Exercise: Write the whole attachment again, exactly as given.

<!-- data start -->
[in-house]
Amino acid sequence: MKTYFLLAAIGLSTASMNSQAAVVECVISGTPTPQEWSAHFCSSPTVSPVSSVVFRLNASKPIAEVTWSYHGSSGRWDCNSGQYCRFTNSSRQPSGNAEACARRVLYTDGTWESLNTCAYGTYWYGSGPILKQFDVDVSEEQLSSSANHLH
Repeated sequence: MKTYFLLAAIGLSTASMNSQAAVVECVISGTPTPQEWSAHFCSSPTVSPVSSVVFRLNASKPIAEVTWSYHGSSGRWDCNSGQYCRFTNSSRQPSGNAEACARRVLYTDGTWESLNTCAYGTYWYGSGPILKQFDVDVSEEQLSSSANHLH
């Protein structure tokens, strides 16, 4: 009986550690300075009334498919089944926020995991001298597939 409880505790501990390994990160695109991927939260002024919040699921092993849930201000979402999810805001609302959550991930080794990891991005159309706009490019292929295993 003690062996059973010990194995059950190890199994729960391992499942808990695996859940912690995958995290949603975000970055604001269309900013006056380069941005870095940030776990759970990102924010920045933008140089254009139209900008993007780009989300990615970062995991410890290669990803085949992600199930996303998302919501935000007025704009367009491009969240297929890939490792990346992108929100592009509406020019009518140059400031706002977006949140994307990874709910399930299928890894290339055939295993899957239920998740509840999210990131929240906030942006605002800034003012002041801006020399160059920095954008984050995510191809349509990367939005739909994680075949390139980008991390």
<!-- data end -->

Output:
[in-house]
Amino acid sequence: MKTYFLLAAIGLSTASMNSQAAVVECVISGTPTPQEWSAHFCSSPTVSPVSSVVFRLNASKPIAEVTWSYHGSSGRWDCNSGQYCRFTNSSRQPSGNAEACARRVLYTDGTWESLNTCAYGTYWYGSGPILKQFDVDVSEEQLSSSANHLH
Repeated sequence: MKTYFLLAAIGLSTASMNSQAAVVECVISGTPTPQEWSAHFCSSPTVSPVSSVVFRLNASKPIAEVTWSYHGSSGRWDCNSGQYCRFTNSSRQPSGNAEACARRVLYTDGTWESLNTCAYGTYWYGSGPILKQFDVDVSEEQLSSSANHLH
């Protein structure tokens, strides 16, 4: 009986550690300075009334498919089944926020995991001298597939 409880505790501990390994990160695109991927939260002024919040699921092993849930201000979402999810805001609302959550991930080794990891991005159309706009490019292929295993 003690062996059973010990194995059950190890199994729960391992499942808990695996859940912690995958995290949603975000970055604001269309900013006056380069941005870095940030776990759970990102924010920045933008140089254009139209900008993007780009989300990615970062995991410890290669990803085949992600199930996303998302919501935000007025704009367009491009969240297929890939490792990346992108929100592009509406020019009518140059400031706002977006949140994307990874709910399930299928890894290339055939295993899957239920998740509840999210990131929240906030942006605002800034003012002041801006020399160059920095954008984050995510191809349509990367939005739909994680075949390139980008991390």